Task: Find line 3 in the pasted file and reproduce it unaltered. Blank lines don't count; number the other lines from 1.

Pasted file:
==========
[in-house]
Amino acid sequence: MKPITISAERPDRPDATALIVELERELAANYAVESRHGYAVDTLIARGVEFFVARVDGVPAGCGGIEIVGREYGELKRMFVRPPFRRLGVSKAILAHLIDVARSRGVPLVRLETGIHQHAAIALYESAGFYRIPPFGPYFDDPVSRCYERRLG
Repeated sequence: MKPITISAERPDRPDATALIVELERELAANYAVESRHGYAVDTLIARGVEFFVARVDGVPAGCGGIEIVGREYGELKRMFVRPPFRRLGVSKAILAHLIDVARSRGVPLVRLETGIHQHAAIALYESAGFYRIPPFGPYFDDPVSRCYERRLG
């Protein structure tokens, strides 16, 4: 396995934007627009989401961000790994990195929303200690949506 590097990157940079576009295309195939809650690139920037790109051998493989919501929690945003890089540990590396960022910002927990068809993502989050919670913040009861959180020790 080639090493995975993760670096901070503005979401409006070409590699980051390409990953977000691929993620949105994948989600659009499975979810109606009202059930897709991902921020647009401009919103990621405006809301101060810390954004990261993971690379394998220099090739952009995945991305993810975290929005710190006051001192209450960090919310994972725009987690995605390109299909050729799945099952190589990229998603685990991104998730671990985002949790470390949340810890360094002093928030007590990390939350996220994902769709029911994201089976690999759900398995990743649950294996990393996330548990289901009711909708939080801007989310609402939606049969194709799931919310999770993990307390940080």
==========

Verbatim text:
Repeated sequence: MKPITISAERPDRPDATALIVELERELAANYAVESRHGYAVDTLIARGVEFFVARVDGVPAGCGGIEIVGREYGELKRMFVRPPFRRLGVSKAILAHLIDVARSRGVPLVRLETGIHQHAAIALYESAGFYRIPPFGPYFDDPVSRCYERRLG